Diagrams, working drawings, floor plans, maps, or pen-and-ink sketches are necessary to illustrate some articles. Articles of practical guidance often need diagrams. Trade papers like to have their articles illustrated with reproductions of record sheets and blanks designed to develop greater efficiency in office or store management. If a writer has a little skill in drawing, he may prepare in rough form the material that he considers desirable for illustration, leaving to the artists employed by the publication the work of making drawings suitable for reproduction. A writer who has had training in pen-and-ink drawing may prepare his own illustrations. Such drawings should be made on bristol board with black drawing ink, and should be drawn two or three times as large as they are intended to appear when printed. If record sheets are to be used for illustration, the ruling should be done with black drawing ink, and the figures and other data should be written in with the same kind of ink.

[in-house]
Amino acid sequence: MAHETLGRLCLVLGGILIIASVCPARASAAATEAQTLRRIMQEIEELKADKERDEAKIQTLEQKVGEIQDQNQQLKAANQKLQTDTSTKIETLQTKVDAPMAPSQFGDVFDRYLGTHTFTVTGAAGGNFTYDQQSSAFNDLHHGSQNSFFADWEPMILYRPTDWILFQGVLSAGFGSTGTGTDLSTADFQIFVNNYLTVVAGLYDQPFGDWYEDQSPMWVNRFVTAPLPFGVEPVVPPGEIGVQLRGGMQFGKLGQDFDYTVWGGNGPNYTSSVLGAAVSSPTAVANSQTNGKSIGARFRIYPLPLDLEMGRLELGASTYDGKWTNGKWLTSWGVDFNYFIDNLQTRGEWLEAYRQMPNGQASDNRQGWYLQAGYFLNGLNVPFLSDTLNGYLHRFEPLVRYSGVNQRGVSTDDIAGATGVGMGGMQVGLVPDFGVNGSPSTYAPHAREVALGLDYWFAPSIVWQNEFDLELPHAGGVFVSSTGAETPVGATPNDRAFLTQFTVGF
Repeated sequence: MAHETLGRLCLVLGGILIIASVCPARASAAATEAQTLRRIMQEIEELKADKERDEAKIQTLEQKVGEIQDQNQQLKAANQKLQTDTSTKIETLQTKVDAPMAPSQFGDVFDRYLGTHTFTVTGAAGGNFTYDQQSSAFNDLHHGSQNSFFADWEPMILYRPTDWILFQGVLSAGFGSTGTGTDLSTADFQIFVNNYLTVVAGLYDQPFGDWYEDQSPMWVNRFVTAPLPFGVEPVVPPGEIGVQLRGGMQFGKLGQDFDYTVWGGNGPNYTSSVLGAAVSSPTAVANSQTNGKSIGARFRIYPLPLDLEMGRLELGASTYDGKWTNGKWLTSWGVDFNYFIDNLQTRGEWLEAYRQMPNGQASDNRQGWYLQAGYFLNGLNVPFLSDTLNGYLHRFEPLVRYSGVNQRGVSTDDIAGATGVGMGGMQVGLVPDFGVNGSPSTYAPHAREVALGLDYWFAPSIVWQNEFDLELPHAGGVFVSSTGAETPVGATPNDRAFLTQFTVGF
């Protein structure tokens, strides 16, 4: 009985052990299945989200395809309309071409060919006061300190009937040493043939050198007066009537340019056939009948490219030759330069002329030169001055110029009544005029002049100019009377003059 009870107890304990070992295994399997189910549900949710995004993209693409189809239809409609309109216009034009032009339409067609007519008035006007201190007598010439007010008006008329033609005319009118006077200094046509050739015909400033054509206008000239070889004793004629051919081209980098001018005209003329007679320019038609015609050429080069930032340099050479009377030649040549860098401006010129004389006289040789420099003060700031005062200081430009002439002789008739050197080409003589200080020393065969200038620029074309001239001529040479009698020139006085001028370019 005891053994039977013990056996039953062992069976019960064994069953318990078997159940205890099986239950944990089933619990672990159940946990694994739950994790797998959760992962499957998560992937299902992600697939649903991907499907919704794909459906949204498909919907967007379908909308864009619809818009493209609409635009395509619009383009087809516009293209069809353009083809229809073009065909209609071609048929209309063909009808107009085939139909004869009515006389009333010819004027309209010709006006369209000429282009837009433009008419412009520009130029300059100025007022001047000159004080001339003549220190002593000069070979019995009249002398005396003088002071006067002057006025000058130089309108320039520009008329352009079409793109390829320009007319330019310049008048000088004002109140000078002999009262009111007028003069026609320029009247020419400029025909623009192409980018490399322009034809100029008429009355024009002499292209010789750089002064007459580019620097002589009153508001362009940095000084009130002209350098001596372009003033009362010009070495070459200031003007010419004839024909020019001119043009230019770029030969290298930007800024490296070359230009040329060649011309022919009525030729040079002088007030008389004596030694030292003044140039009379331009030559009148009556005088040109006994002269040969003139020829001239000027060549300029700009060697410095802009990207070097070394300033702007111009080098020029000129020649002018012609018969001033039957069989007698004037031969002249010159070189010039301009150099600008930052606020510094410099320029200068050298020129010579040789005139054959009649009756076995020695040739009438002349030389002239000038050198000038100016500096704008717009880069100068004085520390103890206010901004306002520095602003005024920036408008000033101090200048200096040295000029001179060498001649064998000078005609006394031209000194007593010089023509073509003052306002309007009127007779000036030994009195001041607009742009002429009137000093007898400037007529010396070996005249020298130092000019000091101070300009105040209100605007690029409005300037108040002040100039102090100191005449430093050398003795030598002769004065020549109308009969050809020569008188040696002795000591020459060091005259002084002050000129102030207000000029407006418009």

Typewriting on blanks intended for reproduction should be done with a fresh record black ribbon. Captions are necessary on the back of drawings as well as on photographs.
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